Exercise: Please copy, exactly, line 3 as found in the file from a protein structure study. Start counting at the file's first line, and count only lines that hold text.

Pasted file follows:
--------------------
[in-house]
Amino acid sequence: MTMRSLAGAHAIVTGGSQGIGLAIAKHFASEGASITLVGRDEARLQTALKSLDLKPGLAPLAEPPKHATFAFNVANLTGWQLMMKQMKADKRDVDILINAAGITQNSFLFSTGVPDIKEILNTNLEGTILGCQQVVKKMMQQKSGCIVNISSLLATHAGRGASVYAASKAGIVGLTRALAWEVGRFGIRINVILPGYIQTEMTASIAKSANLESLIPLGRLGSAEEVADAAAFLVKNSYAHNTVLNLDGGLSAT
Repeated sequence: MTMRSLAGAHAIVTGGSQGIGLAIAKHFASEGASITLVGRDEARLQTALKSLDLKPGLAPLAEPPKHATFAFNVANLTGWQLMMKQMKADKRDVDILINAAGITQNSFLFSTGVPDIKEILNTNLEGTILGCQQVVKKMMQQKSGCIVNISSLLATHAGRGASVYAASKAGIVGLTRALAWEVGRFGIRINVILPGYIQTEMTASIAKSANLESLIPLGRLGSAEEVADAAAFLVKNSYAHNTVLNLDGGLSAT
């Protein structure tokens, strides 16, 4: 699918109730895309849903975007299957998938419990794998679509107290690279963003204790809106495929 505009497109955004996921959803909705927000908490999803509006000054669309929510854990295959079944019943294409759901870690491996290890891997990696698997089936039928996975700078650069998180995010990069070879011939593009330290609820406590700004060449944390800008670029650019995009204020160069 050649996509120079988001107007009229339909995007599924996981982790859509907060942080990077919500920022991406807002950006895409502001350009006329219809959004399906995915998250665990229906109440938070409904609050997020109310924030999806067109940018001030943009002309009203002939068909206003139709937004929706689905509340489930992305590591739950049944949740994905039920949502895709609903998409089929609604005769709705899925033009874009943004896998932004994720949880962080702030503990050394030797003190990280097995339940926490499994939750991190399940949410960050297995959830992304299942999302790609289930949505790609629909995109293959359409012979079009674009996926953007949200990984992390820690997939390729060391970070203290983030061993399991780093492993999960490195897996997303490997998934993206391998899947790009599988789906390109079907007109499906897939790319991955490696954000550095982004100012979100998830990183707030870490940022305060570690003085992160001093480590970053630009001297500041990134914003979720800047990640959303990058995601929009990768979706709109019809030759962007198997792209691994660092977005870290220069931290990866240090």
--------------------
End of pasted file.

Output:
Repeated sequence: MTMRSLAGAHAIVTGGSQGIGLAIAKHFASEGASITLVGRDEARLQTALKSLDLKPGLAPLAEPPKHATFAFNVANLTGWQLMMKQMKADKRDVDILINAAGITQNSFLFSTGVPDIKEILNTNLEGTILGCQQVVKKMMQQKSGCIVNISSLLATHAGRGASVYAASKAGIVGLTRALAWEVGRFGIRINVILPGYIQTEMTASIAKSANLESLIPLGRLGSAEEVADAAAFLVKNSYAHNTVLNLDGGLSAT